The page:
Sea oats is a perennial grass native to the Gulf of Mexico and Atlantic coastal regions of the United States. It is adapted to withstand high wind velocities, sand movement, limited water or xeric situations, high evaporation rates, and extreme temperatures (Dahl and Woodard, 1977; Wagner, 1964; Woodhouse et al., 1968; Woodhouse and Hanes, 1967). Because of these characteristics and its ability to build and stabilize sand dunes, it is commonly used in beach restoration projects.
In Louisiana, most sea oats plants used in beach restoration projects are genetically identical. They are produced by vegetatively dividing and propagating clonal material in greenhouses and nurseries. Planting the same clone on a large scale reduces genetic diversity and threatens the success of the project (Kutner and Morse, 1996). A more desirable system would be to produce sea oats from seed (Knott et al., 2012). Production of sea oats plants from seed would not only increase genetic diversity of sea oats plants but would also reduce production costs (Nabukalu and Knott, 2013a).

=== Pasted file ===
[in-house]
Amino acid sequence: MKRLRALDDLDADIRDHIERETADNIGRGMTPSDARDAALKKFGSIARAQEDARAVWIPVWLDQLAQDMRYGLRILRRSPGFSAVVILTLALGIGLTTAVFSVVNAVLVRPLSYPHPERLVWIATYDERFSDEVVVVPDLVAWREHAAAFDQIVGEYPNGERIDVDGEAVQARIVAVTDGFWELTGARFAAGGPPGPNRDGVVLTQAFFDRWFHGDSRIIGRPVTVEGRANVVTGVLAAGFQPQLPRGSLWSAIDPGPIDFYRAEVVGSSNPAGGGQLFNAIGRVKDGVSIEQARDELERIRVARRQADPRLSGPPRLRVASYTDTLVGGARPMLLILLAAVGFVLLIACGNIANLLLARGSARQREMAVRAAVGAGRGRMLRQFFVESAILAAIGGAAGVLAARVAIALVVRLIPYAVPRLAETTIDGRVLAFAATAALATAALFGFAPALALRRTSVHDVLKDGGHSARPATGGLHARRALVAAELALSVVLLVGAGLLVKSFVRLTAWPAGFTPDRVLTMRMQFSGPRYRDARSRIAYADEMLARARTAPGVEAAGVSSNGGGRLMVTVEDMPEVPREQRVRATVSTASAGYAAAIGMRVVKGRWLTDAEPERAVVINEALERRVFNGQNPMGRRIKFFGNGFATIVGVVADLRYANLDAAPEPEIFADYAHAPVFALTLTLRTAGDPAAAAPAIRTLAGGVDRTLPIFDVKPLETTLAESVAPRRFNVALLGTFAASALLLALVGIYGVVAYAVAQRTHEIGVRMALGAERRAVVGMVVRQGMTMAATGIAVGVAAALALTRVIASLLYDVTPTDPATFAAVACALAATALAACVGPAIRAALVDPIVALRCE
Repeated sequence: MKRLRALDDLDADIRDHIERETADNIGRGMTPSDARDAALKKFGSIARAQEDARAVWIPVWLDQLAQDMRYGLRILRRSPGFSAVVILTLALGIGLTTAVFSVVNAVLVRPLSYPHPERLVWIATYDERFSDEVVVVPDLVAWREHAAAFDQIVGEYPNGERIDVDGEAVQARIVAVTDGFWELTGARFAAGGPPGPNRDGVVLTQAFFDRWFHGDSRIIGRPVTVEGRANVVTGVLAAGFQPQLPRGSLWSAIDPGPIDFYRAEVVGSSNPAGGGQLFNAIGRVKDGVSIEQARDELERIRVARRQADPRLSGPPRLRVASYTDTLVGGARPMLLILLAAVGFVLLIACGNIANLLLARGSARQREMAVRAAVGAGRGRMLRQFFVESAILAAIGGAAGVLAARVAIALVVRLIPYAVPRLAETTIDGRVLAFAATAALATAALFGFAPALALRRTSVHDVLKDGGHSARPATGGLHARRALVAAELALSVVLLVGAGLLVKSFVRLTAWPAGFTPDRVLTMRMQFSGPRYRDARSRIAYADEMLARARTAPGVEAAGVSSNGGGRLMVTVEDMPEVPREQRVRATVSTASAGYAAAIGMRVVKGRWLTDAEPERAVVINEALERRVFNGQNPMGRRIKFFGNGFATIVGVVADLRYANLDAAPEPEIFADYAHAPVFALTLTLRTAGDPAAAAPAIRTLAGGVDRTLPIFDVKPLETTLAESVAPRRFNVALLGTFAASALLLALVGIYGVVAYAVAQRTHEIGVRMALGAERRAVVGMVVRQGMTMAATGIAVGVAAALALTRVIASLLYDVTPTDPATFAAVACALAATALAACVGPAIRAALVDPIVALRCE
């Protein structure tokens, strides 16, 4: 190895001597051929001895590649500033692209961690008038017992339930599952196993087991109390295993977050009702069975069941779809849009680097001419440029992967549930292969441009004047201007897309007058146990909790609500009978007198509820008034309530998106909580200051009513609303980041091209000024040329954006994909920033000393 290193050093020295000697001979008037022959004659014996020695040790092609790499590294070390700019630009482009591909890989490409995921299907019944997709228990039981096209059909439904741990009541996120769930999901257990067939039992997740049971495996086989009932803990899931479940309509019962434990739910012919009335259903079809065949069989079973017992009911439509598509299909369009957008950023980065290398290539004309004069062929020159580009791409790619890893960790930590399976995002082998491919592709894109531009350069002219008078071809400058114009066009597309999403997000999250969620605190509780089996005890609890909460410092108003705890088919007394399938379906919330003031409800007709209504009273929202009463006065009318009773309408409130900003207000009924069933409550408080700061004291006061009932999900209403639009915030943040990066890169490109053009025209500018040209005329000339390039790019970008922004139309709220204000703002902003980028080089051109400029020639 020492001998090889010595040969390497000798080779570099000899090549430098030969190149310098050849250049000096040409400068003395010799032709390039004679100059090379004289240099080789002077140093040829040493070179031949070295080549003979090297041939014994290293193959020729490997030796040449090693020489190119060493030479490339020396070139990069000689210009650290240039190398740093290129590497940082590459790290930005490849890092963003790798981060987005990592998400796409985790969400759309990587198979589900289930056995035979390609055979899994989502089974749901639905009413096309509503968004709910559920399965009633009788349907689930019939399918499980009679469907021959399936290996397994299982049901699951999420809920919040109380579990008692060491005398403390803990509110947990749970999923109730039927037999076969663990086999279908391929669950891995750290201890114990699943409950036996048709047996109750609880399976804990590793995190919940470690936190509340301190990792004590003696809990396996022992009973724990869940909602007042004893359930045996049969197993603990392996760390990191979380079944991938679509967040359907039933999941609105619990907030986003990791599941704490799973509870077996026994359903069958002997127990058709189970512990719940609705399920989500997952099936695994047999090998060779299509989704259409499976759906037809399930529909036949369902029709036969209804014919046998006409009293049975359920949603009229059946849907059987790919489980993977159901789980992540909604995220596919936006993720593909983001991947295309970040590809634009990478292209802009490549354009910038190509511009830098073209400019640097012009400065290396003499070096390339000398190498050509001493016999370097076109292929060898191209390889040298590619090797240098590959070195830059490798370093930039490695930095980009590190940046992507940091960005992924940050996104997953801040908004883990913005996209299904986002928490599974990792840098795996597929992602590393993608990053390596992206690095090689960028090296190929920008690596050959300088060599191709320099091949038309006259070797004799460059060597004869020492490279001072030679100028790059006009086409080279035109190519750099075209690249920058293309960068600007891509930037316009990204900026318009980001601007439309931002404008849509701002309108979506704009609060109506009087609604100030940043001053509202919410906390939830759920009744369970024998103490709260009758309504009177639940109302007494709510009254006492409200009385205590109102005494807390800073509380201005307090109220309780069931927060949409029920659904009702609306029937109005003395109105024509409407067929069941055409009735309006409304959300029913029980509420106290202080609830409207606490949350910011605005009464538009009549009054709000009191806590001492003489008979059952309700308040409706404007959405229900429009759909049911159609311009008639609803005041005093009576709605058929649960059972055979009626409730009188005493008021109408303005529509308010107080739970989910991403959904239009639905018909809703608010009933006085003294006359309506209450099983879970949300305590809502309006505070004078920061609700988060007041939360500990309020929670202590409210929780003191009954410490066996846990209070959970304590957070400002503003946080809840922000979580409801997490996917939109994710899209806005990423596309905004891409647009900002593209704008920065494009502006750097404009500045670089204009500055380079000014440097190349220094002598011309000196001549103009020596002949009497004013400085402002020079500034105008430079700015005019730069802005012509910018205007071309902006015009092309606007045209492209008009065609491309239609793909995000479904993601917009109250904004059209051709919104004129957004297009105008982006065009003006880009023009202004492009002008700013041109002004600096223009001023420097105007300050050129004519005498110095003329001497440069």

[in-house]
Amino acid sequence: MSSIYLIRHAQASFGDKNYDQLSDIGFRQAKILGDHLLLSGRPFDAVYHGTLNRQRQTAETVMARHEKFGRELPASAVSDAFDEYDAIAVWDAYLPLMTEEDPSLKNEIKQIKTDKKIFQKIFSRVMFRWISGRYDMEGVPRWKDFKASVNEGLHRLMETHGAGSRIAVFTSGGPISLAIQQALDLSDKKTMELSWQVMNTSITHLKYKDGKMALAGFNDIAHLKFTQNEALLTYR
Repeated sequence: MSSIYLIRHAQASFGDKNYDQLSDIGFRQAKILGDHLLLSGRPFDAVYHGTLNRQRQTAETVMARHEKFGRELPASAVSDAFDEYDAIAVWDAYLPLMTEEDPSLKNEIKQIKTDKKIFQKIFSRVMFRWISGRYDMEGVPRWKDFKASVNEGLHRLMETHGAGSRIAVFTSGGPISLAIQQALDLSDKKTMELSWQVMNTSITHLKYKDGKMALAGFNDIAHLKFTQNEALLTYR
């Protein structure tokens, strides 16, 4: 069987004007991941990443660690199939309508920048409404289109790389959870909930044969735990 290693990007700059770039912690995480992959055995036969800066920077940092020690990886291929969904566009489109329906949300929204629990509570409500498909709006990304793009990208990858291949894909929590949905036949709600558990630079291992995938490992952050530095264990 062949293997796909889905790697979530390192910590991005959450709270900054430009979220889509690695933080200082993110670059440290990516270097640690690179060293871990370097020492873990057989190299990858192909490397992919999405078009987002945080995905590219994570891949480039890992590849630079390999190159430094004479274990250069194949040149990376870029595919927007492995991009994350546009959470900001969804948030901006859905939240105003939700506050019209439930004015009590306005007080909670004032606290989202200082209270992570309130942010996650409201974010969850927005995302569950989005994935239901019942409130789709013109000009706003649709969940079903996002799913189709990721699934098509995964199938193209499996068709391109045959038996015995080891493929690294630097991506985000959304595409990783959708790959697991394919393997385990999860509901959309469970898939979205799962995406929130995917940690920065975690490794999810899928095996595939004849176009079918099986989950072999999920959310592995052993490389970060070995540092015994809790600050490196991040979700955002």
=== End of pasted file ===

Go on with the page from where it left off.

Large-scale production of sea oats from seed has been limited in Louisiana for several reasons. First, limited seed production, possibly resulting from the majority of florets in a spikelet being sterile or incompletely developed or from aborted ovules, makes it difficult to acquire seed from natural ecosystems (Gould and Shaw, 1983; Wagner, 1964; Williams, 2007). Second, there is limited knowledge of seed storage conditions to prolong seed viability, which could compromise the integrity of the seed. Typically most seed are stored at 4 °C; however, recent research indicates sea oats seed storage should be at room temperature in sealed jars to maximize seed longevity (Nabukalu and Knott, 2013b). Finally, sea oats have extremely poor germination rates, typically around 30% to 40%. These limited germination rates have been attributed to seed dormancy and/or to pathogens, fungal or bacterial, that potentially reside internally, on the seed surface or in the immediate soil zone, which can reduce germination (Burgess et al., 2002; Hester and Mendelssohn, 1987; Nabukalu, 2013; Sharvelle, 1961). Additionally, these pathogens could parasitize the seed before or during germination, or revive later and attack the seedling as a latent infection (Arya and Perelló, 2010; Sharvelle, 1961). Fortunately, fungicide applications at seeding are a traditional and effective method of protecting seed from fungal pathogens, thereby aiding germination and improving seedling survival in field, nursery, and greenhouse conditions (Arya and Perelló, 2010). The objectives of this study were to assess the impact of commercial fungicides on sea oats germination, seedling survival, and seedling quality, such as shoot height and fresh weight.
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